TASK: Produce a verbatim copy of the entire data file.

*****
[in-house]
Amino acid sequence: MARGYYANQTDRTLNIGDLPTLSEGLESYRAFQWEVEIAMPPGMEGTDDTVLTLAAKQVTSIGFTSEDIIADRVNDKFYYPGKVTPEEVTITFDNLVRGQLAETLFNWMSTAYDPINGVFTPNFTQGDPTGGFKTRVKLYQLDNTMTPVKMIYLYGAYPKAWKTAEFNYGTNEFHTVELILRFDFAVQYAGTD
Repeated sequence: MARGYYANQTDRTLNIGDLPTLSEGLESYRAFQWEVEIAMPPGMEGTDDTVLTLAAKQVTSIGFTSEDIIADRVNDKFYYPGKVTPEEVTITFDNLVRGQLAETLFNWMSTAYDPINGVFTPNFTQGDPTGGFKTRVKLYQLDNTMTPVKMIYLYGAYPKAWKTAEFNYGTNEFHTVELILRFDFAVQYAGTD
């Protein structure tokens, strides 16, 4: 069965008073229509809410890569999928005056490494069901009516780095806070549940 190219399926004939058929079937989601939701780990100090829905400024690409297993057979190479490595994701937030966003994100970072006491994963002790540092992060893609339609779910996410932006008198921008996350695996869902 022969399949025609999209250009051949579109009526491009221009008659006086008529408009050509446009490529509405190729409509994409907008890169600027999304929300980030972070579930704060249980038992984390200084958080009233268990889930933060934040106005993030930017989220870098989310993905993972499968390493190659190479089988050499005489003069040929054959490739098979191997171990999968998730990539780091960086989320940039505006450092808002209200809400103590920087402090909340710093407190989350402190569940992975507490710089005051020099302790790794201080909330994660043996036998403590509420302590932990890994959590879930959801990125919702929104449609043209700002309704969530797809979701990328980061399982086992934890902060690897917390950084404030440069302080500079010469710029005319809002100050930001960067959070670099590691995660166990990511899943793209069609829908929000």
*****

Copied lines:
[in-house]
Amino acid sequence: MARGYYANQTDRTLNIGDLPTLSEGLESYRAFQWEVEIAMPPGMEGTDDTVLTLAAKQVTSIGFTSEDIIADRVNDKFYYPGKVTPEEVTITFDNLVRGQLAETLFNWMSTAYDPINGVFTPNFTQGDPTGGFKTRVKLYQLDNTMTPVKMIYLYGAYPKAWKTAEFNYGTNEFHTVELILRFDFAVQYAGTD
Repeated sequence: MARGYYANQTDRTLNIGDLPTLSEGLESYRAFQWEVEIAMPPGMEGTDDTVLTLAAKQVTSIGFTSEDIIADRVNDKFYYPGKVTPEEVTITFDNLVRGQLAETLFNWMSTAYDPINGVFTPNFTQGDPTGGFKTRVKLYQLDNTMTPVKMIYLYGAYPKAWKTAEFNYGTNEFHTVELILRFDFAVQYAGTD
């Protein structure tokens, strides 16, 4: 069965008073229509809410890569999928005056490494069901009516780095806070549940 190219399926004939058929079937989601939701780990100090829905400024690409297993057979190479490595994701937030966003994100970072006491994963002790540092992060893609339609779910996410932006008198921008996350695996869902 022969399949025609999209250009051949579109009526491009221009008659006086008529408009050509446009490529509405190729409509994409907008890169600027999304929300980030972070579930704060249980038992984390200084958080009233268990889930933060934040106005993030930017989220870098989310993905993972499968390493190659190479089988050499005489003069040929054959490739098979191997171990999968998730990539780091960086989320940039505006450092808002209200809400103590920087402090909340710093407190989350402190569940992975507490710089005051020099302790790794201080909330994660043996036998403590509420302590932990890994959590879930959801990125919702929104449609043209700002309704969530797809979701990328980061399982086992934890902060690897917390950084404030440069302080500079010469710029005319809002100050930001960067959070670099590691995660166990990511899943793209069609829908929000």